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Hollywood 'Nice Guy' Jesse Eisenberg on Bad Movies and Doppelgangers

06/11/2014 12:36 EDT | Updated 08/11/2014 05:59 EDT

Jesse Eisenberg is an Oscar and Golden Globe nominated actor, most known for the movies The Social Network and Zombieland. His newest film, The Double, is an adaptation of the novella by Fyodor Dostoyevsky. All about a man who is suddenly faced with working alongside his evil doppelganger -- who is beloved by everyone around him -- the darkly comic tale has Eisenberg playing both roles at the same time. It's a departure from the crowd-pleasing hits Eisenberg has been seen in lately. I sat down with the young actor to discuss this clever and odd film, as well as his film choices (he's Lex Luthor in the new Superman Vs Batman movie), and his work as a writer.

Ward Anderson -- The Double is an ambitious movie for one that doesn't have a huge budget. And most of the movie is you playing two characters alongside each other. How long did it take to shoot it?

Jesse Eisenberg -- It was about a fifty day shoot, which is quite long for a movie that is not like a superhero movie. A lot of that was because it took a long time to film scenes where I was playing two characters, because things just go more slowly. You have to film the scene with one character, decide which particular take was a good one -- which is normally something that is done six months later in an editing room -- and then match the other character to that particular take. So everything takes a little bit longer and is more painstaking and just moves slower.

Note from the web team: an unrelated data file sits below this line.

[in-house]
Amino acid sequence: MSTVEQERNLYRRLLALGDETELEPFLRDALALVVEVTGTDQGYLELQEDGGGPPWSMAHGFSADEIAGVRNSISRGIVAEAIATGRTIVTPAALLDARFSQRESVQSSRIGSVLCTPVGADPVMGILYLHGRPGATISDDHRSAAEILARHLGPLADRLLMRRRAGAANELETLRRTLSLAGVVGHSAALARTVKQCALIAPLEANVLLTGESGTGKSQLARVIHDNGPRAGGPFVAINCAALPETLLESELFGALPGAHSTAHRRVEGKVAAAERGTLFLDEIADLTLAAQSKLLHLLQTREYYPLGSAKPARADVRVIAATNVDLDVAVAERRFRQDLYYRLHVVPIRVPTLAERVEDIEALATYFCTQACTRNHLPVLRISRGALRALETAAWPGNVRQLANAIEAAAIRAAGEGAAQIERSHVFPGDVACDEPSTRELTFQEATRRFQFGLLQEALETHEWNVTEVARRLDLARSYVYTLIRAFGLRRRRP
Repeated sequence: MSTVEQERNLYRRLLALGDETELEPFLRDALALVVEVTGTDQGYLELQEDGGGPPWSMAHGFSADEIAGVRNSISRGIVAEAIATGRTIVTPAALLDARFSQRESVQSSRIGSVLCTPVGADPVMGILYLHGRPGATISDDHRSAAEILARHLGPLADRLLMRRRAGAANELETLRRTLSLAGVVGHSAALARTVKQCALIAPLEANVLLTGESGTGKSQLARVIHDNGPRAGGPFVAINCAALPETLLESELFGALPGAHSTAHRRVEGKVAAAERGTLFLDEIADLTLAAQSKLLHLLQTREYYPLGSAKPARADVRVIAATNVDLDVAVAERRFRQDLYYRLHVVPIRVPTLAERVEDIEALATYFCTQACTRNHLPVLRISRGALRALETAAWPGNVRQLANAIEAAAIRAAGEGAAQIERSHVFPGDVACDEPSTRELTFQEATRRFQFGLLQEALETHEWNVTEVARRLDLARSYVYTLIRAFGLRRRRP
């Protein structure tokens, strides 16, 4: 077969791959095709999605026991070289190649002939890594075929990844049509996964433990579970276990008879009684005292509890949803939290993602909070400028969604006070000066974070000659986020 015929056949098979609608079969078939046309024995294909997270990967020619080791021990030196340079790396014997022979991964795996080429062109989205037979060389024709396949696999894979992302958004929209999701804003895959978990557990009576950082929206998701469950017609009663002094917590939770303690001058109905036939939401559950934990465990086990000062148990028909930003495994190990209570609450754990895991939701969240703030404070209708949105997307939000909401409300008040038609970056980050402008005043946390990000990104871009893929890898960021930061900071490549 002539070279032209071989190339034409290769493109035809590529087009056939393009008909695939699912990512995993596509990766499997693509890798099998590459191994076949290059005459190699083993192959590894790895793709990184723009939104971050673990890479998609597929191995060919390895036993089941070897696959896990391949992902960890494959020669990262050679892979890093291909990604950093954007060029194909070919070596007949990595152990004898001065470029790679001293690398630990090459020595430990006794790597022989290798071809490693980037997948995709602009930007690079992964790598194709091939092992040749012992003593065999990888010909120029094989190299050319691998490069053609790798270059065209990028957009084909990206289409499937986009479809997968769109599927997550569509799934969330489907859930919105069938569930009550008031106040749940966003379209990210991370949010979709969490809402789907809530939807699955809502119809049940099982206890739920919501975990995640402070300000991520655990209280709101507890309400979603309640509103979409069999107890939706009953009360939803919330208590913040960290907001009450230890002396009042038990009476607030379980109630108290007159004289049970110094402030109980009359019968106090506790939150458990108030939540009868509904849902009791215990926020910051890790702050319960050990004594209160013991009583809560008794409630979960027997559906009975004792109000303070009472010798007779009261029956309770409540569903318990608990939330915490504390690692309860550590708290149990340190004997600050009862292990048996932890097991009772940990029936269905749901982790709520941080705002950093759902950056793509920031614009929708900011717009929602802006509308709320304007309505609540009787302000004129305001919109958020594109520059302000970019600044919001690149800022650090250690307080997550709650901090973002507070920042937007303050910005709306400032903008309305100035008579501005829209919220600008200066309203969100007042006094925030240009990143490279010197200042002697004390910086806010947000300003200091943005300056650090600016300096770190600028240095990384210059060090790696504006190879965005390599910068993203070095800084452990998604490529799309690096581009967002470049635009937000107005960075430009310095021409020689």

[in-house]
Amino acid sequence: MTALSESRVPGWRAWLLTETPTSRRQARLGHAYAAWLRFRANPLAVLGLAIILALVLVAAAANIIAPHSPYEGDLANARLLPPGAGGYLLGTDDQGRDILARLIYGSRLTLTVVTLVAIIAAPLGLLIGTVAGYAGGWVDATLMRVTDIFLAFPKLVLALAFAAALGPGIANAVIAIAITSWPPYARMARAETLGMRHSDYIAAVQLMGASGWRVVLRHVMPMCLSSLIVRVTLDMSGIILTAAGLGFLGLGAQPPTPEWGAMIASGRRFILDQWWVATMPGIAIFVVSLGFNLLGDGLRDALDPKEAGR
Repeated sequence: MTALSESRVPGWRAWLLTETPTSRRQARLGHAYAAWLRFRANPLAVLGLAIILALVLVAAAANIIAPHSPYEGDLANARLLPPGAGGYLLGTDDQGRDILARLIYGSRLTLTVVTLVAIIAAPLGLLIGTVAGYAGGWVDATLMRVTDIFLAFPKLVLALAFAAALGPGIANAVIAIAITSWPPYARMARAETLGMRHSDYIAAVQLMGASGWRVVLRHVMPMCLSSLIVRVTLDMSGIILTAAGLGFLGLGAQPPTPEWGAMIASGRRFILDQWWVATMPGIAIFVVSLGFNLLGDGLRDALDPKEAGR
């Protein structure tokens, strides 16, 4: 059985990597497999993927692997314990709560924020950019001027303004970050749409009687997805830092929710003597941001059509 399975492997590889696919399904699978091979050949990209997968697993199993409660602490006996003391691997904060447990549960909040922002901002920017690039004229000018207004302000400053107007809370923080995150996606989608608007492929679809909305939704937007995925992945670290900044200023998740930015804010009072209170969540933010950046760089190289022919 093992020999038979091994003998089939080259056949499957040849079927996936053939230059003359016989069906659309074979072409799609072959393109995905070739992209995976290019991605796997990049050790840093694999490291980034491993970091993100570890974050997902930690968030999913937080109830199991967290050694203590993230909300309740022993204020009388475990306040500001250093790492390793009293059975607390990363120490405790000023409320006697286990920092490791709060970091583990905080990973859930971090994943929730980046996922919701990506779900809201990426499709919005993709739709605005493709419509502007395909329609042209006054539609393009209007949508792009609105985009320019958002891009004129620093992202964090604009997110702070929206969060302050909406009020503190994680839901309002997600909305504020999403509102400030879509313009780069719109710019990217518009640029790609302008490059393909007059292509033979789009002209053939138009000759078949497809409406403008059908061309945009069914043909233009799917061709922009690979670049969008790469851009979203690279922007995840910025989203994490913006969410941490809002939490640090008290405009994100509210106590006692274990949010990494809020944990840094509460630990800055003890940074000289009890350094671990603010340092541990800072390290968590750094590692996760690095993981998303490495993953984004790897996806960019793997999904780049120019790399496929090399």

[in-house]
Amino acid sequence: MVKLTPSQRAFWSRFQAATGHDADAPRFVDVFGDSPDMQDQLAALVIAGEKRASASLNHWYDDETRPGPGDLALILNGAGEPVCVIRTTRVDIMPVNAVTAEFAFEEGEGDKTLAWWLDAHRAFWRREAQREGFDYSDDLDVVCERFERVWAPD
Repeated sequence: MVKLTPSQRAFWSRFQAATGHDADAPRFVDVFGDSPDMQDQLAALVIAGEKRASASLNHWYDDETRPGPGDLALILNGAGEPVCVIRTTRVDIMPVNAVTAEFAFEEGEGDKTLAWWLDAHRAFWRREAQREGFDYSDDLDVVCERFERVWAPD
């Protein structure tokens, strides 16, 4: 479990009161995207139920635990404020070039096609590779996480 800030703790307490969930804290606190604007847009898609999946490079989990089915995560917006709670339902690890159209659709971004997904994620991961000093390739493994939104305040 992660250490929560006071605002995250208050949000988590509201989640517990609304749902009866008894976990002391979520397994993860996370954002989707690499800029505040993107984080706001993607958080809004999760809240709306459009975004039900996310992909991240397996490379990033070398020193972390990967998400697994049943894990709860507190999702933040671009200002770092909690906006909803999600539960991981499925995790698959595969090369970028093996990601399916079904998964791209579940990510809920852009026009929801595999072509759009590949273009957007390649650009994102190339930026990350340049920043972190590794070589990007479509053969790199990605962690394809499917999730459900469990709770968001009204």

WA -- In those scenes where you're acting alongside your double, did you do that against nobody, or did you have a stand-in?

JE -- Both. In the shots where you see both characters, that had to be to no one. But in the scenes where you see one character's face and then it cuts to the other, I would act with a guy who was off camera. He's actually an American actor who was living in England at the time, and he was wonderful. He's an actor named Andrew Gruen. He's a really good actor, but he's off camera, so you don't actually see him. But he did a ton of work. It's a strange role to be there every day and to play the other character and then ultimately not wind up in the movie, but it was a wonderful acting experience for both of us because we both got to experience these two roles.

WA -- What's more difficult: Having to act opposite yourself as a double, or having to appear opposite Mark Zuckerberg on SNL?

JE -- I really liked acting in The Double because often times I was looking at no one, whereas a lot of time when you're acting with another actor you have to subtract everything you know about them in order to just think of them as the character. And when you are acting with no one there, you wind up just using your imagination to conjure that person and what the character would be. And, in a way, there's something almost more pure about that because when you're acting with another person you're often using your imagination to kind of fill in the blanks of what that other character is or what he means or she means or represents to your character. And when I was acting with no one, I was using my own thought of what that character would be like. And then I got to play that character too, so I could physically enact that.

WA -- Playing twins is something that has either been met with acclaim or disastrous critique. Was there every any hesitation on your part to take on these two roles?